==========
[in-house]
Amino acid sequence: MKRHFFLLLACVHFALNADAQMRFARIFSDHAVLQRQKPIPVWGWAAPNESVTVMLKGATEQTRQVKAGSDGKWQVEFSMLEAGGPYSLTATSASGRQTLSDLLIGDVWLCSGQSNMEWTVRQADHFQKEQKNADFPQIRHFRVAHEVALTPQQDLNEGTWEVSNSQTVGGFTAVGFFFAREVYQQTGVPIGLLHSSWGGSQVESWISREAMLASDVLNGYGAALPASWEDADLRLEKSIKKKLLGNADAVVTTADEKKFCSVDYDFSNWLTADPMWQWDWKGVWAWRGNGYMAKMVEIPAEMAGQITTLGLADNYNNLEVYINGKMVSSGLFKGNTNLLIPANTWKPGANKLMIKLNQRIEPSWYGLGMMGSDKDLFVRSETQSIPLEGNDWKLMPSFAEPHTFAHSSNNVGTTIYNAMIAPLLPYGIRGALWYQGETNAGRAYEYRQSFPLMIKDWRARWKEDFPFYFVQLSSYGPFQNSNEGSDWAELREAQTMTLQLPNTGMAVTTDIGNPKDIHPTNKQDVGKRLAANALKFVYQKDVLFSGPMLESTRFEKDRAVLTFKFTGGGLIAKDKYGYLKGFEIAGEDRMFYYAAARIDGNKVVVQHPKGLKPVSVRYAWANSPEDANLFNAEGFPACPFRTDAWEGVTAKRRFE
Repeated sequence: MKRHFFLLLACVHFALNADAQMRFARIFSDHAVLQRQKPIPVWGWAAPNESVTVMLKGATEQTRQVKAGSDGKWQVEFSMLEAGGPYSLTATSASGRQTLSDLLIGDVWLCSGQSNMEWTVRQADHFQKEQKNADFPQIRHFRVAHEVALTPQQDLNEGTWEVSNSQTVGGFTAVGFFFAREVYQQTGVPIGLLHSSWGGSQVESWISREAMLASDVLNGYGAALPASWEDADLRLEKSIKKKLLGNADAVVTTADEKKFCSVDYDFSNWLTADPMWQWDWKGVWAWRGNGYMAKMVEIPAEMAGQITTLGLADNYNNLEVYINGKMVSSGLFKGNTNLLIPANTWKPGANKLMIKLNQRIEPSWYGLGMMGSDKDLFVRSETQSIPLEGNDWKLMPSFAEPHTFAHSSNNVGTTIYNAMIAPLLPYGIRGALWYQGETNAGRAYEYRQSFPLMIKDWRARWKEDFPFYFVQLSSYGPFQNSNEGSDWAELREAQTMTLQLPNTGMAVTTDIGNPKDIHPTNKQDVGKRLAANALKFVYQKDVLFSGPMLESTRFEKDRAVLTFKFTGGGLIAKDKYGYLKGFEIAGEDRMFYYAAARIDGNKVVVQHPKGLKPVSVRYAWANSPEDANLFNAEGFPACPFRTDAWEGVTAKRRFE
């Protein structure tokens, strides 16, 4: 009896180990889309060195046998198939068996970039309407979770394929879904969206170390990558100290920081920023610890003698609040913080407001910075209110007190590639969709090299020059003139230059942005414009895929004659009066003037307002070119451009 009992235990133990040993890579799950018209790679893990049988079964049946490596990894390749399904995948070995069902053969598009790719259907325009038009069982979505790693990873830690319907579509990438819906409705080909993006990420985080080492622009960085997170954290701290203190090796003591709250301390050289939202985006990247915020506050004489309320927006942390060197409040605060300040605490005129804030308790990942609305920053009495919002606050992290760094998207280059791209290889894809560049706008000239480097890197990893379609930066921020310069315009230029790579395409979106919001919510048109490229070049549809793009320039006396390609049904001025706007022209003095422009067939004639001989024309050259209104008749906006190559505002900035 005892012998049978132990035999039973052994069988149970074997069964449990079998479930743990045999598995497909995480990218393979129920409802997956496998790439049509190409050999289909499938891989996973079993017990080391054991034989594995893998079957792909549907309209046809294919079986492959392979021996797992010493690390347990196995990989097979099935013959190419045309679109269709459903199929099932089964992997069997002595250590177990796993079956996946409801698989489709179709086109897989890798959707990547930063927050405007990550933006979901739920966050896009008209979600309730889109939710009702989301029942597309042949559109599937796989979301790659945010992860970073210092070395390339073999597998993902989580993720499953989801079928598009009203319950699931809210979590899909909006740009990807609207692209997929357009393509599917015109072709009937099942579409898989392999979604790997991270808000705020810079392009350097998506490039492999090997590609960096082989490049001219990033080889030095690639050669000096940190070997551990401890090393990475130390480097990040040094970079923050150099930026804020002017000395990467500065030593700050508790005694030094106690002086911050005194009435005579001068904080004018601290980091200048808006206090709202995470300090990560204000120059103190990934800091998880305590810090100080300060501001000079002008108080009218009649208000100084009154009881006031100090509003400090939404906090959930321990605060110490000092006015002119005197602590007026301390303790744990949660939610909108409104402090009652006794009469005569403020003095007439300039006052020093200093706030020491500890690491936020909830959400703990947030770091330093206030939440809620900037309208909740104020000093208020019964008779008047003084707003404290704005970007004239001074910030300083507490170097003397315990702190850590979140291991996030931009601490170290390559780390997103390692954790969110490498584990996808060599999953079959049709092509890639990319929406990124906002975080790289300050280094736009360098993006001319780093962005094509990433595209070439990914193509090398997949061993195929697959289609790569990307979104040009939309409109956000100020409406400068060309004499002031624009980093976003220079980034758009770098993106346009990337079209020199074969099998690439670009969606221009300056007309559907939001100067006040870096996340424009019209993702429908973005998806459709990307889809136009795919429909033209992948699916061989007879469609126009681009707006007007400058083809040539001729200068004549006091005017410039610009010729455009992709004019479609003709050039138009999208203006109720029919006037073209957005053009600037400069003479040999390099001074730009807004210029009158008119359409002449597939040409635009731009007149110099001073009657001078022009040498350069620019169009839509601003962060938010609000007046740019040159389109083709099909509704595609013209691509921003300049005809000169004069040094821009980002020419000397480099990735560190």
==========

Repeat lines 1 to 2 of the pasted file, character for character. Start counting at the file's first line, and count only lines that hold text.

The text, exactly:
[in-house]
Amino acid sequence: MKRHFFLLLACVHFALNADAQMRFARIFSDHAVLQRQKPIPVWGWAAPNESVTVMLKGATEQTRQVKAGSDGKWQVEFSMLEAGGPYSLTATSASGRQTLSDLLIGDVWLCSGQSNMEWTVRQADHFQKEQKNADFPQIRHFRVAHEVALTPQQDLNEGTWEVSNSQTVGGFTAVGFFFAREVYQQTGVPIGLLHSSWGGSQVESWISREAMLASDVLNGYGAALPASWEDADLRLEKSIKKKLLGNADAVVTTADEKKFCSVDYDFSNWLTADPMWQWDWKGVWAWRGNGYMAKMVEIPAEMAGQITTLGLADNYNNLEVYINGKMVSSGLFKGNTNLLIPANTWKPGANKLMIKLNQRIEPSWYGLGMMGSDKDLFVRSETQSIPLEGNDWKLMPSFAEPHTFAHSSNNVGTTIYNAMIAPLLPYGIRGALWYQGETNAGRAYEYRQSFPLMIKDWRARWKEDFPFYFVQLSSYGPFQNSNEGSDWAELREAQTMTLQLPNTGMAVTTDIGNPKDIHPTNKQDVGKRLAANALKFVYQKDVLFSGPMLESTRFEKDRAVLTFKFTGGGLIAKDKYGYLKGFEIAGEDRMFYYAAARIDGNKVVVQHPKGLKPVSVRYAWANSPEDANLFNAEGFPACPFRTDAWEGVTAKRRFE